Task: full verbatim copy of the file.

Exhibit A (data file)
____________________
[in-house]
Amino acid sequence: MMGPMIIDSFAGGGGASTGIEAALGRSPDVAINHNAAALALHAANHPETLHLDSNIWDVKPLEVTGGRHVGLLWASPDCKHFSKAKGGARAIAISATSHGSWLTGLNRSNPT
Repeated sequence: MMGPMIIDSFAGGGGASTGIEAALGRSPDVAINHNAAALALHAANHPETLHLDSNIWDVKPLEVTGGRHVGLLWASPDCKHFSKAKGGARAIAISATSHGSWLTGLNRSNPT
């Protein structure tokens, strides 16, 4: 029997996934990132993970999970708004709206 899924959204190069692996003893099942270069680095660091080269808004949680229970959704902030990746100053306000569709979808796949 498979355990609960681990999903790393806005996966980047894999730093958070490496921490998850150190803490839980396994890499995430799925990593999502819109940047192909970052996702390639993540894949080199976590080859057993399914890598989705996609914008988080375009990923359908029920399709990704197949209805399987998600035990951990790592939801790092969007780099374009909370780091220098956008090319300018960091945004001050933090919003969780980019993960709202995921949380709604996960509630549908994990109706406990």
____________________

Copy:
[in-house]
Amino acid sequence: MMGPMIIDSFAGGGGASTGIEAALGRSPDVAINHNAAALALHAANHPETLHLDSNIWDVKPLEVTGGRHVGLLWASPDCKHFSKAKGGARAIAISATSHGSWLTGLNRSNPT
Repeated sequence: MMGPMIIDSFAGGGGASTGIEAALGRSPDVAINHNAAALALHAANHPETLHLDSNIWDVKPLEVTGGRHVGLLWASPDCKHFSKAKGGARAIAISATSHGSWLTGLNRSNPT
């Protein structure tokens, strides 16, 4: 029997996934990132993970999970708004709206 899924959204190069692996003893099942270069680095660091080269808004949680229970959704902030990746100053306000569709979808796949 498979355990609960681990999903790393806005996966980047894999730093958070490496921490998850150190803490839980396994890499995430799925990593999502819109940047192909970052996702390639993540894949080199976590080859057993399914890598989705996609914008988080375009990923359908029920399709990704197949209805399987998600035990951990790592939801790092969007780099374009909370780091220098956008090319300018960091945004001050933090919003969780980019993960709202995921949380709604996960509630549908994990109706406990």